24 Dec

Mele Kalikimaka

After a taekwondo tournament this morning, we had nothing planned for the afternoon, so after reading the day’s entertainment section in the local paper, I took action. First, I dragged the kids to the Sheraton Princess Kaiulani to check out their gingerbread village.


They found the Swiss chalet, but were not half as impressed as I was by chef Ralph’s gingerbread replica of Iolani Palace, America’s only royal residence.


From there we walked (via the Apple store for some unrelated technical advice) to the Sheraton Waikiki to see the sand sculptures.

Santa and Mrs Claus at the Sheraton Waikiki

I expected them to all be together, but they were scattered around the expansive lobby/shopping/activity level. We soon found another sculpture though.

Santa and Mrs Claus at the Sheraton Waikiki

The third sculpture was near a table offering free gingerbread decorating. How could we refuse?

Decorating cookies at the Sheraton Waikiki

Cookies in hand, we walked down the beach to the Halekulani where I had read that Santa would soon be arriving in his canoe.


Sure enough, there were little kids in adorable red and green aloha wear on the beach, singing hawaiian style Christmas songs, and Santa’s canoe was making it’s approach.

Santa's Helpers at the Halekulani

There were no elves (undoubtedly all too busy at the North Pole), but T-Shirted santa’s helpers cordoned off a landing zone and kept a path open for the jolly one.

Santa arrives at the Halekulani

And, accompanied by two paddlers and a pair of hula girls, he disembarked and handed out candy canes on his way to the hotel lobby to see the waiting children.

Having had enough Christmas cheer for one day, we continued along the beach and back to our car and headed home. We stopped along the way to take a look at Air Force One, but for security reasons, were asked to delete our photo. Though the kids had themselves been on planes as large as Air Force One, they were impressed to hear that it was more like a combo hotel room and office inside rather than just the rows upon rows of seats they are used to.

We arrived home just in time to answer a Skype call from daddy and unwrap a few presents together.

So, from our corner of the world to yours, we wish everyone a Merry Christmas, and more importantly, the joys of sharing kindness with each other no matter what you celebrate.

28 Dec

Hi There!

Long time no talk. I’ve been busy.

We have family here and have been pretending to be tourists at a beach hotel. No internet or computer, and I have to admit I really didn’t miss it. I have been thinking a bit about what I could blog about since there has been no shortage of fodder, but I have not been motivated to actually write anything. I’m thinking about what the year ahead might bring and that will undoubtedly become a blog post. For now though, I think I’ll just share some photos of what we’ve been up to the last week or so.

We stayed at the Hale Koa in Waikiki

We walked around Waikiki and swam in the oean and in the pool.

We enjoyed some music.

We did a little hiking.

We did a little watching.

We finally made it to the sights at Pearl Harbor.

We looked for turtles.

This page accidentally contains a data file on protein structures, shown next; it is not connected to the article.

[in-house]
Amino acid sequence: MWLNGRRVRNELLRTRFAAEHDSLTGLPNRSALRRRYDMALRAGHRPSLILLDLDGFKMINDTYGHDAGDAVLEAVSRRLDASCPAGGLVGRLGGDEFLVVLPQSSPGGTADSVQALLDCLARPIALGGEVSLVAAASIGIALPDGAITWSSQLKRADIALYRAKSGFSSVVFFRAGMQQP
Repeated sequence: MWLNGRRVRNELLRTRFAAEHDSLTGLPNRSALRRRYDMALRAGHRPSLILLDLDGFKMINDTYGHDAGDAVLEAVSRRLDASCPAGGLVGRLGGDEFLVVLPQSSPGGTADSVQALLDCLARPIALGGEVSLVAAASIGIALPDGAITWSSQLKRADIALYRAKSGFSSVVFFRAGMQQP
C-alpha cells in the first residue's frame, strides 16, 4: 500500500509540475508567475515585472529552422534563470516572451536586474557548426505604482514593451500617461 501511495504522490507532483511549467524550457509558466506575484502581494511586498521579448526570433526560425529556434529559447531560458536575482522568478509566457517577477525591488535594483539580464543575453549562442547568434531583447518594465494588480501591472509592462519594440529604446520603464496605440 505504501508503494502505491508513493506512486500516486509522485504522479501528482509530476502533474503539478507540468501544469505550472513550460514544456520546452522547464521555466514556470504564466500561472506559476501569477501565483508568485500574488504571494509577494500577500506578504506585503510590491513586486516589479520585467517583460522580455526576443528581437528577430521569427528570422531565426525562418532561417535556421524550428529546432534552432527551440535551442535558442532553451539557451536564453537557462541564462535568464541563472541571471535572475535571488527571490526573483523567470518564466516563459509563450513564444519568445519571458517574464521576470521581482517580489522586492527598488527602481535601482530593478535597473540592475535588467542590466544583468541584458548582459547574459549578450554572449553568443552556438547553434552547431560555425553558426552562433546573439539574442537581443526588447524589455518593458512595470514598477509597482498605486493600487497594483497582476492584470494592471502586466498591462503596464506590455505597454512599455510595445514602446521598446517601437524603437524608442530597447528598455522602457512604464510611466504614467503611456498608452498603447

We looked at each other.

We looked at the Pali.

We went to a Luau.

And we’re generally just enjoying ourselves (see the rainbow over Honolulu?).

See ya later.

13 Sep


Today (September 12th) was my third blogiversary. It sneaks up on me every year. I’m actually kind of surprised I am still doing this. I like it though, so here I am, and here I will stay for a while.

This is the first year that I will NOT be posting about the Carrefour European du Patchwork, and that makes me sad. I am missing it already and it’s not even until next weekend. I’m also missing my mom a bit. It was nice to have someone to share the load with for a week

We didn’t just move furniture and decorate kids rooms while she was her. We did a few touristy things too, like take a submarine tour off Waikiki.

It took four tries, but we finally got out on the tour Monday afternoon. Poor visibility had canceled the previous two days’ dives. We felt just like tourists except for the fact that we were the very last ones on the boat out to the sub because we had to pick the kids up from school a mere hour before the last dive of the day and drive from suburbia all the way to Waikiki (tourists don’t usually have to figure school into the schedule).

Ocean Sweeper

Ocean Sweeper

From the shore, you take a boat out to the waiting submarine. In addition to the surfers, we’ve often seen people standing on a board, slowly gliding across the water using a long paddle. The boat guide called them “Ocean Sweepers” and tried to convince the kids that these are the guys that keep the water so clean and blue!

Artificial Reef

Artificial Reef

Underwater, all was blue too. The sub takes tourists past artificial reefs placed to attract fish and counteract the loss of natural reefs due to the presence of all us tourists. This kind is actually a Japanese construct on which seaweed is grown for harvest. It’s hard to tell from my picture, but there were all kinds of black and yellow fish swimming around. We checked off at least a half dozen different kinds of fish in our dive log that we saw, but unfortunately, not a whale, ray, or shark. My window got buzzed by a very cool parrot fish though!

Happy Weekend